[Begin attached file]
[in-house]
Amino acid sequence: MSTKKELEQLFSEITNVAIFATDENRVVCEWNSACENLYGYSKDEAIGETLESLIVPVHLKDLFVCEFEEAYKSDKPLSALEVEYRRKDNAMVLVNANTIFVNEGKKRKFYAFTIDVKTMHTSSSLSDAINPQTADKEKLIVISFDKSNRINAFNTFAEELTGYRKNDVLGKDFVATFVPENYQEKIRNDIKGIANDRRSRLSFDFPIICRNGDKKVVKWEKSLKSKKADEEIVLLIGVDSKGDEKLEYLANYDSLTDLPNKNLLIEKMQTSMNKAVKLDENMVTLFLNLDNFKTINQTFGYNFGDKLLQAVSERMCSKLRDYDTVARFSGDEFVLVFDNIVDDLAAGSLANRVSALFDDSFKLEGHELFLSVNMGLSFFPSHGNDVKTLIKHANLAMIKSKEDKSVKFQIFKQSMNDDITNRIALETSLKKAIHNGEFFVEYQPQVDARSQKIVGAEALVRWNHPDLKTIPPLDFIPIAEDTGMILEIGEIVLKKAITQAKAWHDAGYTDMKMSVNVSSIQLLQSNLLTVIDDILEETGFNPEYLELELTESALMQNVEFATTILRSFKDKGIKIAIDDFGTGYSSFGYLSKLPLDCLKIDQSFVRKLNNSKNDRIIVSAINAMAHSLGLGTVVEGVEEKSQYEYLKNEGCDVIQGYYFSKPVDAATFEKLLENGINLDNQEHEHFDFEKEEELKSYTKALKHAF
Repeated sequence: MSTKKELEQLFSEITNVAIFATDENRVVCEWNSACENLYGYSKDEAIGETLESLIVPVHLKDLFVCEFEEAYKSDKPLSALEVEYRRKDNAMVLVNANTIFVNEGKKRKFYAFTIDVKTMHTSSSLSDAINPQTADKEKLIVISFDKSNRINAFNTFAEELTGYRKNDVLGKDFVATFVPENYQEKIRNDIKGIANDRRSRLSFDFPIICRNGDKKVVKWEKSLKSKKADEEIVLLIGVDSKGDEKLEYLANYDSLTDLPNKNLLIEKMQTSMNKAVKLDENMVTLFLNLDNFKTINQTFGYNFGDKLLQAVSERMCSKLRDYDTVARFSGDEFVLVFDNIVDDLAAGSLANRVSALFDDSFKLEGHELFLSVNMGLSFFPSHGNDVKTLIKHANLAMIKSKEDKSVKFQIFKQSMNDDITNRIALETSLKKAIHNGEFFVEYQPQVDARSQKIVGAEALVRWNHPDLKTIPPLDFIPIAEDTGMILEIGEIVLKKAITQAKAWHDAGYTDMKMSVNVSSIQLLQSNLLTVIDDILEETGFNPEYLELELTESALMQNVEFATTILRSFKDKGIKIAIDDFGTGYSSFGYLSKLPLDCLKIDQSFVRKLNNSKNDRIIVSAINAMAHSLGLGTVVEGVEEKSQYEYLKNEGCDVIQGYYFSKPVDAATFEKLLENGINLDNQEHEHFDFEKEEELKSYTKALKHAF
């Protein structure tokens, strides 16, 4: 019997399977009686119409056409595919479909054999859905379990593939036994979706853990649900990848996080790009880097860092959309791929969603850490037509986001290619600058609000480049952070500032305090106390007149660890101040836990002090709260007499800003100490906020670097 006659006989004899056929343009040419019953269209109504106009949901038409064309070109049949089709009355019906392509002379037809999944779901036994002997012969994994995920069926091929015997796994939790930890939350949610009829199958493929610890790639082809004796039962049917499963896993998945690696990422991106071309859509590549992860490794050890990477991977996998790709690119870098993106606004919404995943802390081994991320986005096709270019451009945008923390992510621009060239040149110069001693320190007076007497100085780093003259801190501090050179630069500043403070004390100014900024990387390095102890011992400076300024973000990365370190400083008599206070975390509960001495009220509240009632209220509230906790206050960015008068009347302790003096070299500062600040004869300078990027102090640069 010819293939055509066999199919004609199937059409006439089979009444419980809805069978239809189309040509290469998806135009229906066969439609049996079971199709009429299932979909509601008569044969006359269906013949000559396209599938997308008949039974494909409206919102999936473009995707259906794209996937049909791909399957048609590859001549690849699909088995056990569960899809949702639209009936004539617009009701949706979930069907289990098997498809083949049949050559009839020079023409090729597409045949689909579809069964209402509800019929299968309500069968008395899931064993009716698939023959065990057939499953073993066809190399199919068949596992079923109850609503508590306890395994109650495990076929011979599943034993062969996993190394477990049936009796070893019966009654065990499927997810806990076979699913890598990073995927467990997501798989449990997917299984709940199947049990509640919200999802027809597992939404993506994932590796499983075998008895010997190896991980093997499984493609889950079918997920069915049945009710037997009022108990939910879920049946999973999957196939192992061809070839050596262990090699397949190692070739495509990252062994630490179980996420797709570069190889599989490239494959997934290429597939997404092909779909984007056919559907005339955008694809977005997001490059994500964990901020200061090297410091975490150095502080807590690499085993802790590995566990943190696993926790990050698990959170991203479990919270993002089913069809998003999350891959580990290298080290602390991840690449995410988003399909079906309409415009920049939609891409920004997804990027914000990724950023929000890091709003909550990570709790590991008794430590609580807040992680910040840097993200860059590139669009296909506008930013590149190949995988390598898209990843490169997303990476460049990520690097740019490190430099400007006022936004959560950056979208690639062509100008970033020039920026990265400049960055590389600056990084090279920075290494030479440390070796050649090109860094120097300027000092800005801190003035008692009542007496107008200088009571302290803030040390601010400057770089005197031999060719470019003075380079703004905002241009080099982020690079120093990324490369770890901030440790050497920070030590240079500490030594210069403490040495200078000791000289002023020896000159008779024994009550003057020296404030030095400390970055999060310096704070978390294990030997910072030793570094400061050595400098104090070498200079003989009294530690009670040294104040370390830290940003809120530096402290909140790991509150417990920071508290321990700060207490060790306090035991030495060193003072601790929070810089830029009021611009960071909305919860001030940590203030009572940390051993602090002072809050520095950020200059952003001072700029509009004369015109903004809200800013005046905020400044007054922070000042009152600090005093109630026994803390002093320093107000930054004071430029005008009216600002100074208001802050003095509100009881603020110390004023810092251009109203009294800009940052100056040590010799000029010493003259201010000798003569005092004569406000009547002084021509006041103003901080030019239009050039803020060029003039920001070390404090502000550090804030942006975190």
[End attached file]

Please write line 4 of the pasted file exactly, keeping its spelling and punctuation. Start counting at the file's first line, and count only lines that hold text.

């Protein structure tokens, strides 16, 4: 019997399977009686119409056409595919479909054999859905379990593939036994979706853990649900990848996080790009880097860092959309791929969603850490037509986001290619600058609000480049952070500032305090106390007149660890101040836990002090709260007499800003100490906020670097 006659006989004899056929343009040419019953269209109504106009949901038409064309070109049949089709009355019906392509002379037809999944779901036994002997012969994994995920069926091929015997796994939790930890939350949610009829199958493929610890790639082809004796039962049917499963896993998945690696990422991106071309859509590549992860490794050890990477991977996998790709690119870098993106606004919404995943802390081994991320986005096709270019451009945008923390992510621009060239040149110069001693320190007076007497100085780093003259801190501090050179630069500043403070004390100014900024990387390095102890011992400076300024973000990365370190400083008599206070975390509960001495009220509240009632209220509230906790206050960015008068009347302790003096070299500062600040004869300078990027102090640069 010819293939055509066999199919004609199937059409006439089979009444419980809805069978239809189309040509290469998806135009229906066969439609049996079971199709009429299932979909509601008569044969006359269906013949000559396209599938997308008949039974494909409206919102999936473009995707259906794209996937049909791909399957048609590859001549690849699909088995056990569960899809949702639209009936004539617009009701949706979930069907289990098997498809083949049949050559009839020079023409090729597409045949689909579809069964209402509800019929299968309500069968008395899931064993009716698939023959065990057939499953073993066809190399199919068949596992079923109850609503508590306890395994109650495990076929011979599943034993062969996993190394477990049936009796070893019966009654065990499927997810806990076979699913890598990073995927467990997501798989449990997917299984709940199947049990509640919200999802027809597992939404993506994932590796499983075998008895010997190896991980093997499984493609889950079918997920069915049945009710037997009022108990939910879920049946999973999957196939192992061809070839050596262990090699397949190692070739495509990252062994630490179980996420797709570069190889599989490239494959997934290429597939997404092909779909984007056919559907005339955008694809977005997001490059994500964990901020200061090297410091975490150095502080807590690499085993802790590995566990943190696993926790990050698990959170991203479990919270993002089913069809998003999350891959580990290298080290602390991840690449995410988003399909079906309409415009920049939609891409920004997804990027914000990724950023929000890091709003909550990570709790590991008794430590609580807040992680910040840097993200860059590139669009296909506008930013590149190949995988390598898209990843490169997303990476460049990520690097740019490190430099400007006022936004959560950056979208690639062509100008970033020039920026990265400049960055590389600056990084090279920075290494030479440390070796050649090109860094120097300027000092800005801190003035008692009542007496107008200088009571302290803030040390601010400057770089005197031999060719470019003075380079703004905002241009080099982020690079120093990324490369770890901030440790050497920070030590240079500490030594210069403490040495200078000791000289002023020896000159008779024994009550003057020296404030030095400390970055999060310096704070978390294990030997910072030793570094400061050595400098104090070498200079003989009294530690009670040294104040370390830290940003809120530096402290909140790991509150417990920071508290321990700060207490060790306090035991030495060193003072601790929070810089830029009021611009960071909305919860001030940590203030009572940390051993602090002072809050520095950020200059952003001072700029509009004369015109903004809200800013005046905020400044007054922070000042009152600090005093109630026994803390002093320093107000930054004071430029005008009216600002100074208001802050003095509100009881603020110390004023810092251009109203009294800009940052100056040590010799000029010493003259201010000798003569005092004569406000009547002084021509006041103003901080030019239009050039803020060029003039920001070390404090502000550090804030942006975190």